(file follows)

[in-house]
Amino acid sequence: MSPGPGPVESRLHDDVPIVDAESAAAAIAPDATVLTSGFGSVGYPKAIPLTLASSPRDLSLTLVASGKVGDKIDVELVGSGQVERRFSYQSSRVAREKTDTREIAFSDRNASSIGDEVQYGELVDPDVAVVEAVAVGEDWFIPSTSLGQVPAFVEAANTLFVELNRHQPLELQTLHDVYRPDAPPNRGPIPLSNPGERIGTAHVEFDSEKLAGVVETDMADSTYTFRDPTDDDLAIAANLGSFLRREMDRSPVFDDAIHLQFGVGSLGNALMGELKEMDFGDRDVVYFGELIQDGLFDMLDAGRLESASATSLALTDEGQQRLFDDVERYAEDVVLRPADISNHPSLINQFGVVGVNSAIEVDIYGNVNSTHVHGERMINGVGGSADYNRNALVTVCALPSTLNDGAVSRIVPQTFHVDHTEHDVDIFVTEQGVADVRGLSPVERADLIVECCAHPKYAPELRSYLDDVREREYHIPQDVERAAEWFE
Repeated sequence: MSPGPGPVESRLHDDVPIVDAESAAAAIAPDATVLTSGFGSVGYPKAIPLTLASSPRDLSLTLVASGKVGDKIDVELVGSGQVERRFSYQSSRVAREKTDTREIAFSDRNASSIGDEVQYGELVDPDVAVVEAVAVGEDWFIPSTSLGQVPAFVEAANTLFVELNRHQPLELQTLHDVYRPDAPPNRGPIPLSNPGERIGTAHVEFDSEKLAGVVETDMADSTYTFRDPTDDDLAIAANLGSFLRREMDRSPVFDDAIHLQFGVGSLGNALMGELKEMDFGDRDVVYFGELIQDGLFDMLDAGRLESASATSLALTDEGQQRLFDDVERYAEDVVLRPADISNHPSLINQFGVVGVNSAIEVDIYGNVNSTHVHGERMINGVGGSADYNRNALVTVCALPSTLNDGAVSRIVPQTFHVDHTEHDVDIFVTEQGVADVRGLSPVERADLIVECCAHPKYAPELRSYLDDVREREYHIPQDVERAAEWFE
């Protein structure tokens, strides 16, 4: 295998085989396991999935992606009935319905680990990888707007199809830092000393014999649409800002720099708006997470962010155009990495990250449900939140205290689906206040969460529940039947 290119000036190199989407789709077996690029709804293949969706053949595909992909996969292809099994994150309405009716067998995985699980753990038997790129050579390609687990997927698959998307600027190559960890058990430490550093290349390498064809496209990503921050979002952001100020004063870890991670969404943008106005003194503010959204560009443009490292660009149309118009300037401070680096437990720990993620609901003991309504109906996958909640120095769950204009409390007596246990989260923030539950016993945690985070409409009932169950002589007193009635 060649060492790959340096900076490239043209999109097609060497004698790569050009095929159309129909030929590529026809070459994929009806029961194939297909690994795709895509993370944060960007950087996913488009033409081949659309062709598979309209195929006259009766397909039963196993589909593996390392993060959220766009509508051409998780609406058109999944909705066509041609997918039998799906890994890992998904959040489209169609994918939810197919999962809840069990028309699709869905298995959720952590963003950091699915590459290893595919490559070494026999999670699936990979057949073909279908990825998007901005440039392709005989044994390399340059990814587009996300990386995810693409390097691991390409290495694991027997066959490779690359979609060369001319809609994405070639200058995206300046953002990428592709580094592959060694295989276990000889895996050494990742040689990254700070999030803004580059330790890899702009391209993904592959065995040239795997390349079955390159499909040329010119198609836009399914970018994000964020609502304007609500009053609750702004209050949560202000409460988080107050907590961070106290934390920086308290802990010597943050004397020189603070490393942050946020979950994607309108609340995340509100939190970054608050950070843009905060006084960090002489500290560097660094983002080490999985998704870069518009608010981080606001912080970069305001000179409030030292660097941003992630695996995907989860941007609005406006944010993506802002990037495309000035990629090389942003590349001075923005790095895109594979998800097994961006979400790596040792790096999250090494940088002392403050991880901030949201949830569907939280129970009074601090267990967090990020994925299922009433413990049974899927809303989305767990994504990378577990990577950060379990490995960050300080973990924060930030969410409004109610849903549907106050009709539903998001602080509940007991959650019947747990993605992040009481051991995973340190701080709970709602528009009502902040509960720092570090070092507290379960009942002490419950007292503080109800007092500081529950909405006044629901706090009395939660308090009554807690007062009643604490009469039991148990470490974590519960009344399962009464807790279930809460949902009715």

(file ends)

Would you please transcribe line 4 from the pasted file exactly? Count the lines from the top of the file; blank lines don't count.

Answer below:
């Protein structure tokens, strides 16, 4: 295998085989396991999935992606009935319905680990990888707007199809830092000393014999649409800002720099708006997470962010155009990495990250449900939140205290689906206040969460529940039947 290119000036190199989407789709077996690029709804293949969706053949595909992909996969292809099994994150309405009716067998995985699980753990038997790129050579390609687990997927698959998307600027190559960890058990430490550093290349390498064809496209990503921050979002952001100020004063870890991670969404943008106005003194503010959204560009443009490292660009149309118009300037401070680096437990720990993620609901003991309504109906996958909640120095769950204009409390007596246990989260923030539950016993945690985070409409009932169950002589007193009635 060649060492790959340096900076490239043209999109097609060497004698790569050009095929159309129909030929590529026809070459994929009806029961194939297909690994795709895509993370944060960007950087996913488009033409081949659309062709598979309209195929006259009766397909039963196993589909593996390392993060959220766009509508051409998780609406058109999944909705066509041609997918039998799906890994890992998904959040489209169609994918939810197919999962809840069990028309699709869905298995959720952590963003950091699915590459290893595919490559070494026999999670699936990979057949073909279908990825998007901005440039392709005989044994390399340059990814587009996300990386995810693409390097691991390409290495694991027997066959490779690359979609060369001319809609994405070639200058995206300046953002990428592709580094592959060694295989276990000889895996050494990742040689990254700070999030803004580059330790890899702009391209993904592959065995040239795997390349079955390159499909040329010119198609836009399914970018994000964020609502304007609500009053609750702004209050949560202000409460988080107050907590961070106290934390920086308290802990010597943050004397020189603070490393942050946020979950994607309108609340995340509100939190970054608050950070843009905060006084960090002489500290560097660094983002080490999985998704870069518009608010981080606001912080970069305001000179409030030292660097941003992630695996995907989860941007609005406006944010993506802002990037495309000035990629090389942003590349001075923005790095895109594979998800097994961006979400790596040792790096999250090494940088002392403050991880901030949201949830569907939280129970009074601090267990967090990020994925299922009433413990049974899927809303989305767990994504990378577990990577950060379990490995960050300080973990924060930030969410409004109610849903549907106050009709539903998001602080509940007991959650019947747990993605992040009481051991995973340190701080709970709602528009009502902040509960720092570090070092507290379960009942002490419950007292503080109800007092500081529950909405006044629901706090009395939660308090009554807690007062009643604490009469039991148990470490974590519960009344399962009464807790279930809460949902009715």